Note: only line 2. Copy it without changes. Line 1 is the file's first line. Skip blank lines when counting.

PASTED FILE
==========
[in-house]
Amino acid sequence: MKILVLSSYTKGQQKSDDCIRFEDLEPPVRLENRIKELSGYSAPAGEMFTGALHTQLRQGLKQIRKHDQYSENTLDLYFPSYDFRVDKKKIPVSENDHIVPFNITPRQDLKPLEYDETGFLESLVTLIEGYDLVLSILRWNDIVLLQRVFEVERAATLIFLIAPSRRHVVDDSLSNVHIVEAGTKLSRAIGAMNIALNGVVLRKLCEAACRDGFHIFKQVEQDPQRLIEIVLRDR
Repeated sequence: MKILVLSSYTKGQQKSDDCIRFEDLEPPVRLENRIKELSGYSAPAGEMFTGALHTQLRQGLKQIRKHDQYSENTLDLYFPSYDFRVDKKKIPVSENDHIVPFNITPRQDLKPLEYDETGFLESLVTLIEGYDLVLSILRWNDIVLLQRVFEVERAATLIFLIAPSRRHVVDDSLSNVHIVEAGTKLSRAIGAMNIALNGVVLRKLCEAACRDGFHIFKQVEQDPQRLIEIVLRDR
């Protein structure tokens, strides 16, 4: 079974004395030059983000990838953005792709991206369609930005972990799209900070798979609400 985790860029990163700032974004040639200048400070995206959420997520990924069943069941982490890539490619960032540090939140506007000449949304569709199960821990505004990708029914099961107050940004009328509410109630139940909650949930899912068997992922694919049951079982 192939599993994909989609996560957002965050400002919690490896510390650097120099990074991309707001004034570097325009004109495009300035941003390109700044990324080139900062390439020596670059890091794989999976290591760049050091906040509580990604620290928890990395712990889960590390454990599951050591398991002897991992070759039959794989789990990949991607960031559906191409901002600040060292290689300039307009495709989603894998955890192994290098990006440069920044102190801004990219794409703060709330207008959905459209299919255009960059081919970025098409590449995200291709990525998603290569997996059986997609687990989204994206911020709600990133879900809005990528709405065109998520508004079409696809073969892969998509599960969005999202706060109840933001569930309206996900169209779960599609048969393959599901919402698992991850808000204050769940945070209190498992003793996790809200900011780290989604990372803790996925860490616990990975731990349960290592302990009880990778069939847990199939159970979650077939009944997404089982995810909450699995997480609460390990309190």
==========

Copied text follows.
Amino acid sequence: MKILVLSSYTKGQQKSDDCIRFEDLEPPVRLENRIKELSGYSAPAGEMFTGALHTQLRQGLKQIRKHDQYSENTLDLYFPSYDFRVDKKKIPVSENDHIVPFNITPRQDLKPLEYDETGFLESLVTLIEGYDLVLSILRWNDIVLLQRVFEVERAATLIFLIAPSRRHVVDDSLSNVHIVEAGTKLSRAIGAMNIALNGVVLRKLCEAACRDGFHIFKQVEQDPQRLIEIVLRDR